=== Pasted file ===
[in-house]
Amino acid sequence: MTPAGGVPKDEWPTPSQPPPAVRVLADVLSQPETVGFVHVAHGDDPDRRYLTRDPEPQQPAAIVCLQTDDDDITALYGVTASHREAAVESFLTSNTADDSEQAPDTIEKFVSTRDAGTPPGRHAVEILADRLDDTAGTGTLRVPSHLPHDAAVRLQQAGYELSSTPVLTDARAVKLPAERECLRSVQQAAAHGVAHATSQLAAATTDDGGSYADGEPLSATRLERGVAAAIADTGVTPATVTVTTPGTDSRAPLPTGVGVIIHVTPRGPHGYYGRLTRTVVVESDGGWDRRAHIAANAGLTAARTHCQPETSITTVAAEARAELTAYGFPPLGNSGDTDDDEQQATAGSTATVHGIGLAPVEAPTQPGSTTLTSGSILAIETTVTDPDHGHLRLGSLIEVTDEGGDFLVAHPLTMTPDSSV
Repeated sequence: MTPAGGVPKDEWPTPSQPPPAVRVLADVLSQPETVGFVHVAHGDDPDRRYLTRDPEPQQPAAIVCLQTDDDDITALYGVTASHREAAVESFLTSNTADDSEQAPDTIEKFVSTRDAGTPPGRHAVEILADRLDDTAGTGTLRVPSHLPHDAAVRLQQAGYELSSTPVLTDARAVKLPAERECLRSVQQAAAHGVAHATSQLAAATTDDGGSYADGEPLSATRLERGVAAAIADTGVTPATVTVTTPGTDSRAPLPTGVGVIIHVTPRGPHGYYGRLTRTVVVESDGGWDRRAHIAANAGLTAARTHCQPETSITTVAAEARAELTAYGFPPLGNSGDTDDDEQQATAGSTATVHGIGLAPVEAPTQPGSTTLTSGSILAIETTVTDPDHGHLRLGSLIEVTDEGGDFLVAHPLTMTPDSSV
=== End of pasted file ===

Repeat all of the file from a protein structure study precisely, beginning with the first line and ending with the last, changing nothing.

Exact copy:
[in-house]
Amino acid sequence: MTPAGGVPKDEWPTPSQPPPAVRVLADVLSQPETVGFVHVAHGDDPDRRYLTRDPEPQQPAAIVCLQTDDDDITALYGVTASHREAAVESFLTSNTADDSEQAPDTIEKFVSTRDAGTPPGRHAVEILADRLDDTAGTGTLRVPSHLPHDAAVRLQQAGYELSSTPVLTDARAVKLPAERECLRSVQQAAAHGVAHATSQLAAATTDDGGSYADGEPLSATRLERGVAAAIADTGVTPATVTVTTPGTDSRAPLPTGVGVIIHVTPRGPHGYYGRLTRTVVVESDGGWDRRAHIAANAGLTAARTHCQPETSITTVAAEARAELTAYGFPPLGNSGDTDDDEQQATAGSTATVHGIGLAPVEAPTQPGSTTLTSGSILAIETTVTDPDHGHLRLGSLIEVTDEGGDFLVAHPLTMTPDSSV
Repeated sequence: MTPAGGVPKDEWPTPSQPPPAVRVLADVLSQPETVGFVHVAHGDDPDRRYLTRDPEPQQPAAIVCLQTDDDDITALYGVTASHREAAVESFLTSNTADDSEQAPDTIEKFVSTRDAGTPPGRHAVEILADRLDDTAGTGTLRVPSHLPHDAAVRLQQAGYELSSTPVLTDARAVKLPAERECLRSVQQAAAHGVAHATSQLAAATTDDGGSYADGEPLSATRLERGVAAAIADTGVTPATVTVTTPGTDSRAPLPTGVGVIIHVTPRGPHGYYGRLTRTVVVESDGGWDRRAHIAANAGLTAARTHCQPETSITTVAAEARAELTAYGFPPLGNSGDTDDDEQQATAGSTATVHGIGLAPVEAPTQPGSTTLTSGSILAIETTVTDPDHGHLRLGSLIEVTDEGGDFLVAHPLTMTPDSSV